If you love the idea of an unconventional career that also pays really well, then you have probably considered being a truck driver.
People don’t realize it, but truckers are extremely important to the economy. If there aren’t enough truckers on the road, then we don’t have enough groceries, clothes or other products we rely on every day.
If you do become a truck driver, then understand that you are entering into a very important career, albeit a not very glamorous one.
Before you can decide, you need to know what to expect. In this article, I will go over some of the things not very many people know that truckers deal with.
Let’s start with the negatives about being a truck driver as these may be deal breakers, no matter what the positives are.
First, there is the risk of accident. It stands to reason that if most of your time is spent on the road that an accident is more likely to happen to you. Reading through the blog for Lamber Goodnow, a truck accident lawyer, there are a lot of things to consider beyond just if you are injured or not. There is a long list of criteria in determining fault and chances are the blame will rest on you.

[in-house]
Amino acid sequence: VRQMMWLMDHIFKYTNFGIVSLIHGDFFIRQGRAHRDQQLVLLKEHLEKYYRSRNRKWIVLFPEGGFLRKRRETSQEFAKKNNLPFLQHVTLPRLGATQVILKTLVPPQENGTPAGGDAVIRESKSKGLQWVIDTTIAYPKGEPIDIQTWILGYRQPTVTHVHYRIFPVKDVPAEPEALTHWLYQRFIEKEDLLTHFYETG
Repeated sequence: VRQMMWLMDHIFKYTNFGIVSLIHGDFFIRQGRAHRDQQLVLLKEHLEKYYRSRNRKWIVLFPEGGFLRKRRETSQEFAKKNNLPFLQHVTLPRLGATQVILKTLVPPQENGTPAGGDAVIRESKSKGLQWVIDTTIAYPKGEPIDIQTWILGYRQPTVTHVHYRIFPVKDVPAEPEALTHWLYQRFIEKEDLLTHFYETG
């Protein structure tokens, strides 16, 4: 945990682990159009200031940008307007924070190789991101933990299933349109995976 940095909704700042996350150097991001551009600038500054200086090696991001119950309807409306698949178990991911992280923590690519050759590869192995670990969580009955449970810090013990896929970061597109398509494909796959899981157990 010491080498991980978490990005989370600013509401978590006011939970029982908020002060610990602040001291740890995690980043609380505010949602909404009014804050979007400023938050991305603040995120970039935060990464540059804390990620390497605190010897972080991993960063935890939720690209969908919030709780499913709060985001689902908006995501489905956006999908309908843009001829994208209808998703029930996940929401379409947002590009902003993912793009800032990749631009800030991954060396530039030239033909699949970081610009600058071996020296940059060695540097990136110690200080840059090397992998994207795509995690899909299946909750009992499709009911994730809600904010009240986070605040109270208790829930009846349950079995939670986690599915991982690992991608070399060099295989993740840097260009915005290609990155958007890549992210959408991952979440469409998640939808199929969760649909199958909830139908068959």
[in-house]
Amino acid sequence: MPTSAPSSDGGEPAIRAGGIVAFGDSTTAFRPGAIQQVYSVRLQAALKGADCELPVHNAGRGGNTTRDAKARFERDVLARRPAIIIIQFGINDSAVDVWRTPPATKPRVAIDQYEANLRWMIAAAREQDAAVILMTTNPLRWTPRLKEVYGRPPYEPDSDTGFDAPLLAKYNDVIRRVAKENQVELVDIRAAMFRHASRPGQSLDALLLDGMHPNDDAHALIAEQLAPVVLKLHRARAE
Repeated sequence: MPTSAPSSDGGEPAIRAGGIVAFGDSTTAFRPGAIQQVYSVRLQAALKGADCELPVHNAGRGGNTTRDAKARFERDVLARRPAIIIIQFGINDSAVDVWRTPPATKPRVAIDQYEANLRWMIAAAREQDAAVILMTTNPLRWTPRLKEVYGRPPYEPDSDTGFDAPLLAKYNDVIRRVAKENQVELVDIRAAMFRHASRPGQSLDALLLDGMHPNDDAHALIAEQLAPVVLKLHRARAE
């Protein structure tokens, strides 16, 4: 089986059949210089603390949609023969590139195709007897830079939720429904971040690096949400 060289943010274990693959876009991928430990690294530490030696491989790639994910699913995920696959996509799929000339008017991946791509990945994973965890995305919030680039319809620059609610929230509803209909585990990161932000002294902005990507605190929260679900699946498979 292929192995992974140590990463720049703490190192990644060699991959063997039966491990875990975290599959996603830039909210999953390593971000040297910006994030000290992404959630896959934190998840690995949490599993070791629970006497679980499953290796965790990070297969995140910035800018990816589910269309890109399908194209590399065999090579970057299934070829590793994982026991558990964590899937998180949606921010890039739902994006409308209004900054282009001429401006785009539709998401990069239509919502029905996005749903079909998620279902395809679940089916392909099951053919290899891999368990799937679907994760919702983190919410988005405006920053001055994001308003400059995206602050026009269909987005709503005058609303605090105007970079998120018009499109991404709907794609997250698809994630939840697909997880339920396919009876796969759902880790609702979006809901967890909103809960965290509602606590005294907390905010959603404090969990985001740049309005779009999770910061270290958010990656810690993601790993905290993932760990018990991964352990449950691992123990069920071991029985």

Second, it can be very lonely. You are alone all day and many nights. If you are a long distance trucker you can be alone for weeks at a time. Away from your family and friends. You may be an introvert, but this is not easy on anybody.
Third, your expenses are very high. In many cases, you are an independent contractor. This means that you pay for your own fuel and repairs. Changing the tires and doing other maintenance is very expensive on a truck. At the end of the year, you may see half of your pay is gone.
Let’s start with the pay. While expenses can be quite high as a truck driver, despite paying up to 50% of your income on expenses, you can still take home over six figures.
That is a very good income for somebody with just a high school diploma and a commercial driver’s license. Yes, you need to go to truck driving school, but it doesn’t last long.
The next thing is flexibility. You can essentially work when you want. When you get a call, you can tell them you are not available. Or you can take a few months off a year and drive the rest and still make money. It’s up to you how much or little you want to work.
You don’t have a boss either. Yes, your dispatcher is sort of your boss. It just means that you are on the road and nobody is there breathing down your neck. You do have deadlines as you need to be somewhere on time, but aside from that there is nobody telling you what to do.